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See detailSystematic genome assessment of B-vitamin biosynthesis suggests co-operation among gut microbes
Magnusdottir, Stefania UL; Ravcheev, Dmitry UL; de Crecy-Lagard, Valerie et al

in Frontiers in Genetics (2015), 6

The human gut microbiota supplies its host with essential nutrients, including B-vitamins. Using the PubSEED platform, we systematically assessed the genomes of 256 common human gut bacteria for the ... [more ▼]

The human gut microbiota supplies its host with essential nutrients, including B-vitamins. Using the PubSEED platform, we systematically assessed the genomes of 256 common human gut bacteria for the presence of biosynthesis pathways for eight B-vitamins: biotin, cobalamin, folate, niacin, pantothenate, pyridoxine, riboflavin, and thiamin. On the basis of the presence and absence of genome annotations, we predicted that each of the eight vitamins was produced by 40–65% of the 256 human gut microbes. The distribution of synthesis pathways was diverse; some genomes had all eight biosynthesis pathways, whereas others contained no de novo synthesis pathways. We compared our predictions to experimental data from 16 organisms and found 88% of our predictions to be in agreement with published data. In addition, we identified several pairs of organisms whose vitamin synthesis pathway pattern complemented those of other organisms. This analysis suggests that human gut bacteria actively exchange B-vitamins among each other, thereby enabling the survival of organisms that do not synthesize any of these essential cofactors. This result indicates the co-evolution of the gut microbes in the human gut environment. Our work presents the first comprehensive assessment of the B-vitamin synthesis capabilities of the human gut microbiota. We propose that in addition to diet, the gut microbiota is an important source of B-vitamins, and that changes in the gut microbiota composition can severely affect our dietary B-vitamin requirements. [less ▲]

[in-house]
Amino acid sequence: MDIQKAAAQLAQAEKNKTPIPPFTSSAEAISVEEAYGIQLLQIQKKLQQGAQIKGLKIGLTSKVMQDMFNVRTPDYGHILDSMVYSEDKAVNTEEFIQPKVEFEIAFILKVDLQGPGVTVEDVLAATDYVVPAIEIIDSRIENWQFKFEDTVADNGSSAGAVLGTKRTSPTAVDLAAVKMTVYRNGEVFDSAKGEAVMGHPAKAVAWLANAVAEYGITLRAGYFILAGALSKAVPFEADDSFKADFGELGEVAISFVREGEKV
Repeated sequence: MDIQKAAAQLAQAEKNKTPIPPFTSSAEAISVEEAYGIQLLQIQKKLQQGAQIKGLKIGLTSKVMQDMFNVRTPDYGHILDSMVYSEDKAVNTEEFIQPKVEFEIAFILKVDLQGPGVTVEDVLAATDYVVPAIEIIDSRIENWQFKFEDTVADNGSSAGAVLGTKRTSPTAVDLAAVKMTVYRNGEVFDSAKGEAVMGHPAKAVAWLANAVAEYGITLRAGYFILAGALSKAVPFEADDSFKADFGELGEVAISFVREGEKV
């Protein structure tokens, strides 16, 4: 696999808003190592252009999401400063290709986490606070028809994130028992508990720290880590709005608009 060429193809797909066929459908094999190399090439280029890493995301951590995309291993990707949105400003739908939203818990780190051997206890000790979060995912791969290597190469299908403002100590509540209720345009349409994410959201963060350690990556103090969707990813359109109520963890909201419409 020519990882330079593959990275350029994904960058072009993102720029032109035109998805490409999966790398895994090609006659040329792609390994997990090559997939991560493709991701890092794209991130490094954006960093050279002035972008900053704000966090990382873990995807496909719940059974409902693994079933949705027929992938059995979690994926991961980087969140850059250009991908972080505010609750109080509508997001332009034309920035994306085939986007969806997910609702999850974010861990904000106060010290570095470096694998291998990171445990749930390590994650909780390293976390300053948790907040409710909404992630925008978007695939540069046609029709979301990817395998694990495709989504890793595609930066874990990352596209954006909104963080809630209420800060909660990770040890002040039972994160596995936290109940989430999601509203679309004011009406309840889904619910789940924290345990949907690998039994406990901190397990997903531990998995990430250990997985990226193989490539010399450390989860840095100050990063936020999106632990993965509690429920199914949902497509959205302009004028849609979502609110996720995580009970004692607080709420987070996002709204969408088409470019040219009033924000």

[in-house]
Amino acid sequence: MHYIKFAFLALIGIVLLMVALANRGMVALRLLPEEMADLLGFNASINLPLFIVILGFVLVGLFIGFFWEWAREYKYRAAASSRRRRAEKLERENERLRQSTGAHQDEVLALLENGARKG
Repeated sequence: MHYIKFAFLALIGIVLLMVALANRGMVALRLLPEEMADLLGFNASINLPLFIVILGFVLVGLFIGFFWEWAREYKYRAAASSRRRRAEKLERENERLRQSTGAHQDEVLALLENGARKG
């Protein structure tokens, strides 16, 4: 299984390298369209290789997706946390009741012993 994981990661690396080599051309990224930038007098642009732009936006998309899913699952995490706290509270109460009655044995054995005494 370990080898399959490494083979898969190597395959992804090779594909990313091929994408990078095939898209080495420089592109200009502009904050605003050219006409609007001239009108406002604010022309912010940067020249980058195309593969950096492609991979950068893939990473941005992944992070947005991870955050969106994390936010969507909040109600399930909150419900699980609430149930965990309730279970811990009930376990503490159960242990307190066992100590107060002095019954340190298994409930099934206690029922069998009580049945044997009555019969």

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See detailThe subsystems approach to genome annotation and its use in the project to annotate 1000 genomes.
Overbeek, Ross; Begley, Tadhg; Butler, Ralph M. et al

in Nucleic Acids Research (2005), 33(17), 5691-702

The release of the 1000th complete microbial genome will occur in the next two to three years. In anticipation of this milestone, the Fellowship for Interpretation of Genomes (FIG) launched the Project to ... [more ▼]

The release of the 1000th complete microbial genome will occur in the next two to three years. In anticipation of this milestone, the Fellowship for Interpretation of Genomes (FIG) launched the Project to Annotate 1000 Genomes. The project is built around the principle that the key to improved accuracy in high-throughput annotation technology is to have experts annotate single subsystems over the complete collection of genomes, rather than having an annotation expert attempt to annotate all of the genes in a single genome. Using the subsystems approach, all of the genes implementing the subsystem are analyzed by an expert in that subsystem. An annotation environment was created where populated subsystems are curated and projected to new genomes. A portable notion of a populated subsystem was defined, and tools developed for exchanging and curating these objects. Tools were also developed to resolve conflicts between populated subsystems. The SEED is the first annotation environment that supports this model of annotation. Here, we describe the subsystem approach, and offer the first release of our growing library of populated subsystems. The initial release of data includes 180 177 distinct proteins with 2133 distinct functional roles. This data comes from 173 subsystems and 383 different organisms. [less ▲]

Detailed reference viewed: 389 (3 UL)